E-Learning is increasingly being used to guide and train geographically dispersed and diverse workforces, to support organisational induction processes, procedures and requirements, identify employee literacy and numeracy issues that need addressing and even improve inter-organisational collaboration.
There are numerous benefits to moving from face-to-face learning to online learning (or e-Learning) – with one of the main benefits being that it allows for quality and consistency within a training program that is not achievable through traditional delivery.
However, good e-Learning doesn’t just happen. Behind any successful e-Learning program is careful design and engaging content. But with so many factors to consider, where do you start?
In an ideal world you would have a generous timeframe to get together your content and work on a great looking design that will totally engage your learners from the first to last screen – but we all know that this is rarely the case.
In this first of a series of posts, I’m going to talk a little bit about how you can save time and meet those tight e-Learning program deadlines, plus come in under budget and end up with a great result.
Sound too good to be true?
Have you ever considered using e-Learning templates?
Templates are basically a shell or framework for your content. They serve to provide a standard look and feel that ensures visual and cognitive continuity. There are many reasons why using templates is a good idea. Apart from the obvious advantage, which is that using templates will help you produce amazing looking courses in a fraction of the time it would normally take, here are just a few of the other reasons you should be considering using templates for your e-Learning course development:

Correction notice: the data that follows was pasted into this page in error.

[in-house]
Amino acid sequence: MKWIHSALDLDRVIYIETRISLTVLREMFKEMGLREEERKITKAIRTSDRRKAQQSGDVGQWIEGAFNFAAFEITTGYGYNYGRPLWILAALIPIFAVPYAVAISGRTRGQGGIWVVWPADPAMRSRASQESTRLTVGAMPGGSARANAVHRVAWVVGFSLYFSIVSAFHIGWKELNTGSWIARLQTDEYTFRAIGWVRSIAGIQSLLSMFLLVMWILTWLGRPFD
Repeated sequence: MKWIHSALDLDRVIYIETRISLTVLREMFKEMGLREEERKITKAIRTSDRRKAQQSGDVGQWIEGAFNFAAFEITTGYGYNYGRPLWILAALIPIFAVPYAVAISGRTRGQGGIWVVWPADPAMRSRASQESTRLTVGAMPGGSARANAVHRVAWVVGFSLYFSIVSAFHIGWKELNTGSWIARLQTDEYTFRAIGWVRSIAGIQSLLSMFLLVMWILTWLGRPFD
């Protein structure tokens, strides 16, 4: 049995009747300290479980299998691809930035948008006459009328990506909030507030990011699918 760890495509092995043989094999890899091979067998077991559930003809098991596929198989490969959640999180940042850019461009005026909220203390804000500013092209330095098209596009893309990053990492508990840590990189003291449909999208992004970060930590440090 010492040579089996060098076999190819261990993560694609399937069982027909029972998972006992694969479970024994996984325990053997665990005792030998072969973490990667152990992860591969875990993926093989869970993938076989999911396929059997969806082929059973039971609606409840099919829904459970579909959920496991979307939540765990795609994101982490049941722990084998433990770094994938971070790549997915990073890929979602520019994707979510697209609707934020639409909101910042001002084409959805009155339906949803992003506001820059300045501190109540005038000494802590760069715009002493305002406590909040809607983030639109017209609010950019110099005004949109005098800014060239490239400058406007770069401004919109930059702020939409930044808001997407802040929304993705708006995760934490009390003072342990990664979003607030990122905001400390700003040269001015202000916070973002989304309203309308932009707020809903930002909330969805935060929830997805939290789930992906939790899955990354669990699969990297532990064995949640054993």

- they allow you the time to focus on the learning content
- they’re flexible and easy to use and can be easily customised to meet specific course requirements
- they can be easily updated and re-used for an unlimited number of courses
- they lend consistency of design to the course when there are multiple developers
- they provide uniformity, with consistent colours, fonts and layout
- they are technically competent, so minimise time spent working out why something isn’t working
- they ensure a high-quality output
- they reduce the amount of time you need to spend reviewing and approving the final product